Where To Keep Your Cash

A table showing the pros and cons of various places to store cash.
Source: Morningstar.

What Funds Pair Well With Cash?

If you’ve already set up sufficient cash reserves, a U.S. large-cap stock fund, international-stock fund, or a bond fund could be a logical addition.

  • U.S. large-cap stock funds: These funds are a key foundation for nearly every investor’s portfolio. They’ve produced outstanding total returns over time and are one of the best ways to generate wealth for long-term financial goals. As mentioned above, U.S. stocks currently make up about 60% of global market capitalization, so we consider them core holdings that could make up the majority of a portfolio’s equity exposure.
  • International-stock funds: Stocks located in markets outside the U.S. currently make up about 40% of the global market based on the value of shares outstanding. That makes them worth owning for the sake of getting more complete exposure to equity markets around the world. International stocks can also provide diversification benefits (especially as a hedge against weakness in the U.S. dollar) and exposure to leading companies outside the U.S.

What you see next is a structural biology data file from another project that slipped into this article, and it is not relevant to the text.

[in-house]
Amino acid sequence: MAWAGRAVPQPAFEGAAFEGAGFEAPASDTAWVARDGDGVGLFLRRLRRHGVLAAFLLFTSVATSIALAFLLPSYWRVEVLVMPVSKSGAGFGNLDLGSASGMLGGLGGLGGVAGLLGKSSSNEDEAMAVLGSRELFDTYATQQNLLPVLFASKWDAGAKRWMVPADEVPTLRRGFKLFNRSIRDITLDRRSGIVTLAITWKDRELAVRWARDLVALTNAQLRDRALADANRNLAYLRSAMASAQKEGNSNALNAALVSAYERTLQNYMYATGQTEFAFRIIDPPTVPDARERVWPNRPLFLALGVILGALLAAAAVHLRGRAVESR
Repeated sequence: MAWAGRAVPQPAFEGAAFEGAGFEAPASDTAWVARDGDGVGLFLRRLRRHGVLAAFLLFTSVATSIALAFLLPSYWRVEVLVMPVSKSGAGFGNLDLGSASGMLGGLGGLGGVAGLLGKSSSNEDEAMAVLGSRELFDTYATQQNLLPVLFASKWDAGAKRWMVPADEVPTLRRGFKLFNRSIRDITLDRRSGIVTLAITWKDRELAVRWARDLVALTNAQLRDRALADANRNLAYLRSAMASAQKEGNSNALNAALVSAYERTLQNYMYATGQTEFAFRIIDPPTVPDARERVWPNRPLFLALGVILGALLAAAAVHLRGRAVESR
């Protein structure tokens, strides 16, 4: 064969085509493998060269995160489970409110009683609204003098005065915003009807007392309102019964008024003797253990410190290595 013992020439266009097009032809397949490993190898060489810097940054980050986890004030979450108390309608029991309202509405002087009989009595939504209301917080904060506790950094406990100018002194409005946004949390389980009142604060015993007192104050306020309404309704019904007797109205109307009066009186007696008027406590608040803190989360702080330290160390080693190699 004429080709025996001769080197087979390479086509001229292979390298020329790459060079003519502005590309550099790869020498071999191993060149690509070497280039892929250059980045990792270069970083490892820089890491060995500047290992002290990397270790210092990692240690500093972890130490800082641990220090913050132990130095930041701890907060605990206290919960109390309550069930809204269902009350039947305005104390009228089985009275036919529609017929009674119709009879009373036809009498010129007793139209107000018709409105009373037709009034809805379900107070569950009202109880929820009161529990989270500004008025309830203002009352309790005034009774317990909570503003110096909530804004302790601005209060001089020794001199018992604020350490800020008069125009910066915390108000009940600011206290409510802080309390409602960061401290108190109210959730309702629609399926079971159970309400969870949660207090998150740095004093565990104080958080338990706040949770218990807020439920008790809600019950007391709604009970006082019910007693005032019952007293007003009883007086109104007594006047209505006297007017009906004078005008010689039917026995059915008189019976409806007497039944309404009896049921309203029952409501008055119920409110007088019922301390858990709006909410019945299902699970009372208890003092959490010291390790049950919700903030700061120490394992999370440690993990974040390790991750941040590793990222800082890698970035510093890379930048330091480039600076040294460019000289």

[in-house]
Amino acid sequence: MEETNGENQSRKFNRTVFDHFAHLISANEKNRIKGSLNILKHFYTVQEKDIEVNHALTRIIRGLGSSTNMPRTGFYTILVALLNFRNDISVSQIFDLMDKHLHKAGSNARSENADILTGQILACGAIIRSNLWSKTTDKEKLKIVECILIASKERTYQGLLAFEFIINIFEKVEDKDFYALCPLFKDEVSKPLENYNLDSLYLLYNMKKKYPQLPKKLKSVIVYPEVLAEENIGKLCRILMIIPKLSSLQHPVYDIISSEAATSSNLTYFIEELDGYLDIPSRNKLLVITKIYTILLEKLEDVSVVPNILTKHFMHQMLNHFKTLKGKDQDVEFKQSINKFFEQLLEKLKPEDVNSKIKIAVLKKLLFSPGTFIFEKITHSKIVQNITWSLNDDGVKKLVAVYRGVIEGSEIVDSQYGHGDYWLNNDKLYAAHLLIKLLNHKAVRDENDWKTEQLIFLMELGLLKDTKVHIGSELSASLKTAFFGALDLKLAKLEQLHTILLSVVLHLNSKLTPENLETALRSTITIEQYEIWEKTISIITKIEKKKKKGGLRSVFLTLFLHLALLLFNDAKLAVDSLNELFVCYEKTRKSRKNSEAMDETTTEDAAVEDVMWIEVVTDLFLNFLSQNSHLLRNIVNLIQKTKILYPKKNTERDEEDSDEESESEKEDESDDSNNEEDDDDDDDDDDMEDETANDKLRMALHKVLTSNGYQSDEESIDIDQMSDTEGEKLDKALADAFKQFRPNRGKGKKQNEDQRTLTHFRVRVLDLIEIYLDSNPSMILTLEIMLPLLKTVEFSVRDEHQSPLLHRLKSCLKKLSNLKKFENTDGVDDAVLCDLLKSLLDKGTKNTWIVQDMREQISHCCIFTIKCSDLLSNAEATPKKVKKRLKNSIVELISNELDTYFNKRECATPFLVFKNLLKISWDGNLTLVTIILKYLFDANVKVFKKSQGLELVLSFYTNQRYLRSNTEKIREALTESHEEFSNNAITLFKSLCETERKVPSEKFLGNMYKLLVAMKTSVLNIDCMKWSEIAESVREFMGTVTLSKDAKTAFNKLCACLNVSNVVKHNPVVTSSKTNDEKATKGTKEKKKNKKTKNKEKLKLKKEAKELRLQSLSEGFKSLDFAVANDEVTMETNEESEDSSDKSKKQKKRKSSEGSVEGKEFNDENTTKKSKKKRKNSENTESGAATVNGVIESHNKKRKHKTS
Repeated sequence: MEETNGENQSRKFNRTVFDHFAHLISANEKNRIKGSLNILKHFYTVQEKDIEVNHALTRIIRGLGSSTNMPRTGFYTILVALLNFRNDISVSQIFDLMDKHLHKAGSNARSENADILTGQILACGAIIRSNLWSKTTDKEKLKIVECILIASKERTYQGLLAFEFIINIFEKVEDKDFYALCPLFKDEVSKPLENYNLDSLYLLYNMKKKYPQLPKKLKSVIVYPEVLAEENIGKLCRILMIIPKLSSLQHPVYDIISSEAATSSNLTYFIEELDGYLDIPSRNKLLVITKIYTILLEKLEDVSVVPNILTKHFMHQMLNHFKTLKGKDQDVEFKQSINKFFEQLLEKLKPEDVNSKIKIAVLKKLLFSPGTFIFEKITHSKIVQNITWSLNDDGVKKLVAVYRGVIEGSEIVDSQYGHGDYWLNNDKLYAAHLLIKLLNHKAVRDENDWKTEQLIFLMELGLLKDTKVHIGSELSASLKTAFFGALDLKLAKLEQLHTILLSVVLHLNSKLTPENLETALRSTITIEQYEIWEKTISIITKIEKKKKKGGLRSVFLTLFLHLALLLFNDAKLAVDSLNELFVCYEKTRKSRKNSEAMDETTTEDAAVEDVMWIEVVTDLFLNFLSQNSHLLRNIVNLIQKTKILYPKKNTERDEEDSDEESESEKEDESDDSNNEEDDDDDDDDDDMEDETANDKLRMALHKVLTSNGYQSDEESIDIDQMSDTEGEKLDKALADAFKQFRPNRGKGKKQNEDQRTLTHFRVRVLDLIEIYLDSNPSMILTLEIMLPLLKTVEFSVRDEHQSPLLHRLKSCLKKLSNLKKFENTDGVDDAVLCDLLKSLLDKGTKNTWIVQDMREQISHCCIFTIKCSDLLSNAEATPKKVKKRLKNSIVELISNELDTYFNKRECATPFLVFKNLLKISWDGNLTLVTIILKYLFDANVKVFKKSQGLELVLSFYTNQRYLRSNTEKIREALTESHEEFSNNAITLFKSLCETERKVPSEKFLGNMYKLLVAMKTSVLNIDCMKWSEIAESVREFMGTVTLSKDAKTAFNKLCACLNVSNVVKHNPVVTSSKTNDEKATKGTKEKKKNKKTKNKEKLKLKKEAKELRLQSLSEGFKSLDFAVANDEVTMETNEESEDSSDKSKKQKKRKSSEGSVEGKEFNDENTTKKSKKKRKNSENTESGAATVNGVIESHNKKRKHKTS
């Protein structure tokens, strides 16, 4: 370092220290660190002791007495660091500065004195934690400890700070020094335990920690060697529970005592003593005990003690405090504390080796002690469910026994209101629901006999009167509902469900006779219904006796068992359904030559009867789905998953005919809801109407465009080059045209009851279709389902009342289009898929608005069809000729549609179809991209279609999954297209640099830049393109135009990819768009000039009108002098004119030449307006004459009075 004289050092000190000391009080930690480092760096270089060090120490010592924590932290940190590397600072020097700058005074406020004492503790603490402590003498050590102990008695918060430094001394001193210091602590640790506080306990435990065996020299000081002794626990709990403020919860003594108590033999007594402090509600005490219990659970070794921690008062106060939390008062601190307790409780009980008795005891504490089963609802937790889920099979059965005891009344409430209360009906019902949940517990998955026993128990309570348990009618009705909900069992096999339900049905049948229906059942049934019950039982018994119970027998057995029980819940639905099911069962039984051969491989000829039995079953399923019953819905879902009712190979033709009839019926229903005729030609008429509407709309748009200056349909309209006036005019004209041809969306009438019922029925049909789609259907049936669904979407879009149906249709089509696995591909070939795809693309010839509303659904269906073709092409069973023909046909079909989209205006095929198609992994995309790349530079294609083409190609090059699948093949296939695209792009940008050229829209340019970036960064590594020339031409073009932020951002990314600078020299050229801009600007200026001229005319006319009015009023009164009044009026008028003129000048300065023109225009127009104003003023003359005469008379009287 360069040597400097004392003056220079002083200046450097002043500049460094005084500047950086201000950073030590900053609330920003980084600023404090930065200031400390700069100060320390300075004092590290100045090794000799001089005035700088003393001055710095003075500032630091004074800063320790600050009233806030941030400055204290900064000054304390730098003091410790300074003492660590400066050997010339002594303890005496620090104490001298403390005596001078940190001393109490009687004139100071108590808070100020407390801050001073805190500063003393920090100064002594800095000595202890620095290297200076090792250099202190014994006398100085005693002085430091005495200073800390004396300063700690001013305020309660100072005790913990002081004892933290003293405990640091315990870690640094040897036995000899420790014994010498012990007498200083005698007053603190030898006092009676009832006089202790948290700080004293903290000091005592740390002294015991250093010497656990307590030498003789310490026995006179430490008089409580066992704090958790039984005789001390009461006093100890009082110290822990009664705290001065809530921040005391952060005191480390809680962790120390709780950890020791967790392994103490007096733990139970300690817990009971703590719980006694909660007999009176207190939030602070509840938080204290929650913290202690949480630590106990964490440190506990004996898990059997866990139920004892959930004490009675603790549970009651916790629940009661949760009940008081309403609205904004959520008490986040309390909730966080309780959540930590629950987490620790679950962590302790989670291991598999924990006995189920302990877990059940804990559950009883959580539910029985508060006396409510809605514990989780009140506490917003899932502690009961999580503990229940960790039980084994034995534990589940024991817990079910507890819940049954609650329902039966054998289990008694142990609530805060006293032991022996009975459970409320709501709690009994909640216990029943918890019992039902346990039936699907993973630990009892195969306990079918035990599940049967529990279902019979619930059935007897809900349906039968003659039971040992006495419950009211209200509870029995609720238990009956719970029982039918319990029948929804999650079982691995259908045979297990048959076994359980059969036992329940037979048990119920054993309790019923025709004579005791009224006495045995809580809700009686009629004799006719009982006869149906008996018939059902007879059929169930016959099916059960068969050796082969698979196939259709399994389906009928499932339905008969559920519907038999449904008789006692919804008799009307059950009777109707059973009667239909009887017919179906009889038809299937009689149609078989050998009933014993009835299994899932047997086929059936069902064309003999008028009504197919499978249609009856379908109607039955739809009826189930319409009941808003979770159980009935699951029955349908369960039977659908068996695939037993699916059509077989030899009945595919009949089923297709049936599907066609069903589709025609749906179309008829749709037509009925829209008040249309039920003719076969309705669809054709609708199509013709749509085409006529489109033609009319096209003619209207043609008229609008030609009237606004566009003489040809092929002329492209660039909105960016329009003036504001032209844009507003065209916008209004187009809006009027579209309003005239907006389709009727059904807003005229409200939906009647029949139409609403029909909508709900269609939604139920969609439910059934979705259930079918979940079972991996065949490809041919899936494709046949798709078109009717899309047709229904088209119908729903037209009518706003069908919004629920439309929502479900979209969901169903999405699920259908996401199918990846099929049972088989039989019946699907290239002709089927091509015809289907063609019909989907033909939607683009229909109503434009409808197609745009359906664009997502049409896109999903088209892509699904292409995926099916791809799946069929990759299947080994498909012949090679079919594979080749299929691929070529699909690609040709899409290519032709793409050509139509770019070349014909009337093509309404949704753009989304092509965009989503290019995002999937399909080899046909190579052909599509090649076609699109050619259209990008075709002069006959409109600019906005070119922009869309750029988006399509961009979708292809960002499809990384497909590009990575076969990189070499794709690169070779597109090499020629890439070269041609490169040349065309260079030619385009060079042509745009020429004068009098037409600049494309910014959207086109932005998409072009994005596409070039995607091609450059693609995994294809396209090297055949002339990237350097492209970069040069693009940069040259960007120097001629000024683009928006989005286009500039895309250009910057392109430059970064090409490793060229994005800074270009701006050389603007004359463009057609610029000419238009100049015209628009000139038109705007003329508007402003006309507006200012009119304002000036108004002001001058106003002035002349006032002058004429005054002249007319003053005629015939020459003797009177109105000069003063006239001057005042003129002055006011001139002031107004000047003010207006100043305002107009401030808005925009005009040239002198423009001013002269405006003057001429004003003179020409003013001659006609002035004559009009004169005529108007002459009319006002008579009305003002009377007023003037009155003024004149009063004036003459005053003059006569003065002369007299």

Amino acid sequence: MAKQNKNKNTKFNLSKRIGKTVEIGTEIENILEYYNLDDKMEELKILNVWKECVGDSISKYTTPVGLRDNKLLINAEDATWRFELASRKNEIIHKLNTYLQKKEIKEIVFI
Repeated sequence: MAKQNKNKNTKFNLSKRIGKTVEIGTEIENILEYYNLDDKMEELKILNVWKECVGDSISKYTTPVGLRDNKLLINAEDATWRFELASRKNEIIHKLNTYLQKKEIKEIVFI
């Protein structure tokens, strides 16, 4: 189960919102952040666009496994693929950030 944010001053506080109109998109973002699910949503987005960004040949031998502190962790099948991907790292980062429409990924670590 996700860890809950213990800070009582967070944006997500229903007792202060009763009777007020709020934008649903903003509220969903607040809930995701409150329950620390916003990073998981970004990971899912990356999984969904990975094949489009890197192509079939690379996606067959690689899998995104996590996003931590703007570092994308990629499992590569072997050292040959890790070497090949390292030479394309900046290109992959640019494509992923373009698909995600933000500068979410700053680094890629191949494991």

• Bond funds: These funds typically help buffer against losses in years when the stock market is down (although rising interest rates and unexpectedly high inflation led to sharp losses for both stocks and bonds in 2022). Bond funds have also often had negative correlations with the equity market, which can help improve risk-adjusted returns for a portfolio that includes both stocks and bonds.

Should I Hold Cash in My Portfolio?